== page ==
According to Allbirch Pollinator Garden in the Ottawa Valley,
“Sunflowers ( specifically Helianthus annuus) are native plants to North America and are the top pollinators. Beware cultivars that are pollenless, as they provi…de no protein to pollinators, but do offer nectar. That are many cultivars (over 200 in fact.) Here is the best resource for tracking down those best suited to your eye…”
A pine siskin braves the variable spring weather in the Ottawa Valley. This photo was taken through the window to avoid disturbing the birds flocking to the feeders. There seems to be an irruption of pine siskins this spring.
“This summer, WWF-Canada and TELUS are asking you to join us and Go Wild. Do you have an idea on how to help nature thrive in your community? Apply for a Go Wild Community Grant today!” Click on link below for info on how to apply for a grant…
“Everything about Black Cherry ranks it as one of THE most important native trees for wildlife: (1) more birds feed on the fruits of this native tree than any other, (2) more butterflies and moths lay their eggs on this tree than any other tree, excepting the oaks, and (3) add to this mix its ornamental flower show in the spring.”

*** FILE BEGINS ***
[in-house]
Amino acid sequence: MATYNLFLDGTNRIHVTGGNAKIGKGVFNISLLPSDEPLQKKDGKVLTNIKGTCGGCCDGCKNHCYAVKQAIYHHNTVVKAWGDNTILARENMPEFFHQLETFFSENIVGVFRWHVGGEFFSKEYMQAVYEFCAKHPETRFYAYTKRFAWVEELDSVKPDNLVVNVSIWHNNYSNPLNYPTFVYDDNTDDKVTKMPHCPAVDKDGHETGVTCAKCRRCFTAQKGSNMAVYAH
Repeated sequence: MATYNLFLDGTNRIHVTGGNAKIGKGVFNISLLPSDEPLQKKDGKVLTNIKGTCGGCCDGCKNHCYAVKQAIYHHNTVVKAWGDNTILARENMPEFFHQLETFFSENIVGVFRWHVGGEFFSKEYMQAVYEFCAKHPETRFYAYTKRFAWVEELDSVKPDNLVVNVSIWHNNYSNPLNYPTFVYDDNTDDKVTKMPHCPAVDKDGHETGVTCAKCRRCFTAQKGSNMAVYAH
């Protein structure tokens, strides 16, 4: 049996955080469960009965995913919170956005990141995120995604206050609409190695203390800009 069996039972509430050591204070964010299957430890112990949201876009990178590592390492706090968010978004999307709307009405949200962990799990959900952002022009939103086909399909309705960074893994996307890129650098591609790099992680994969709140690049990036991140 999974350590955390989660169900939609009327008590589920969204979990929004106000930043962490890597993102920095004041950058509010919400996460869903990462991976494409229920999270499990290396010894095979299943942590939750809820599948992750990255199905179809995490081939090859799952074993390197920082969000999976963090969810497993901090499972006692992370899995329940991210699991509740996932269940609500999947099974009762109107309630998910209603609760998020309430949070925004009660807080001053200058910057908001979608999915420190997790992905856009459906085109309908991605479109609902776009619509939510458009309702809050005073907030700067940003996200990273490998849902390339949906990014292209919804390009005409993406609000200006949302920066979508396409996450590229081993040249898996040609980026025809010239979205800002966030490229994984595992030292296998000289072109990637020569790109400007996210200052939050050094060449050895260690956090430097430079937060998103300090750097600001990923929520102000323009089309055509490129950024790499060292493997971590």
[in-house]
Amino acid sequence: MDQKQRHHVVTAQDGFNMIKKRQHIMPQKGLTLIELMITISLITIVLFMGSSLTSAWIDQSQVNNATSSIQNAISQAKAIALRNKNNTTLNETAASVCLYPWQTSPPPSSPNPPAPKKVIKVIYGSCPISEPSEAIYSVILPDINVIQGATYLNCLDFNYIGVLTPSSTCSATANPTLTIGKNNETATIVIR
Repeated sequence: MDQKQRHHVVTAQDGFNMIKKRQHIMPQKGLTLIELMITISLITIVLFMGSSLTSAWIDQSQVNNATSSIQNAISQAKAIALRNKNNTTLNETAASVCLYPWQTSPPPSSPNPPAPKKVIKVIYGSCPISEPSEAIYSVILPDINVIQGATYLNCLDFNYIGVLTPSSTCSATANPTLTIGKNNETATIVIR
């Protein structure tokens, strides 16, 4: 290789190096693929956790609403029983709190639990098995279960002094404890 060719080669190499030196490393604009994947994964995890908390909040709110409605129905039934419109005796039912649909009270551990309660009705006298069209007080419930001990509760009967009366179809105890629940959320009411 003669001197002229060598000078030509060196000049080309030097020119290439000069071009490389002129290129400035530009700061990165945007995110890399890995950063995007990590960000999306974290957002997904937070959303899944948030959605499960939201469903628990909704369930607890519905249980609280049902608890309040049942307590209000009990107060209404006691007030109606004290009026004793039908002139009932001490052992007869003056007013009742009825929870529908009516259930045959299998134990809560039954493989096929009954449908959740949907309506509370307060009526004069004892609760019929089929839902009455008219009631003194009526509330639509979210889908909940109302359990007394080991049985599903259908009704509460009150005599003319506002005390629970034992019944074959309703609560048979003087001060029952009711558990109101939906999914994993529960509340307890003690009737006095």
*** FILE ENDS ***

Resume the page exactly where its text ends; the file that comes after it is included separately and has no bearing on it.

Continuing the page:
We have three of these mature trees in our wildlife-friendly yard, and one young tree. Only recently have we had the good fortune of finding a single seedling at the base of one of the trees, which I transplanted to another location. In our experience, these trees are not the least bit “weedy.” We can vouch for the incredible diversity of wildlife it attracts. We have seen most of the butterflies and birds listed in the article on our property, many of them right in these trees.
Click below to see wildlife attracted to wild (black) cherry, from caterpillars and butterflies to birds and mammals 🙂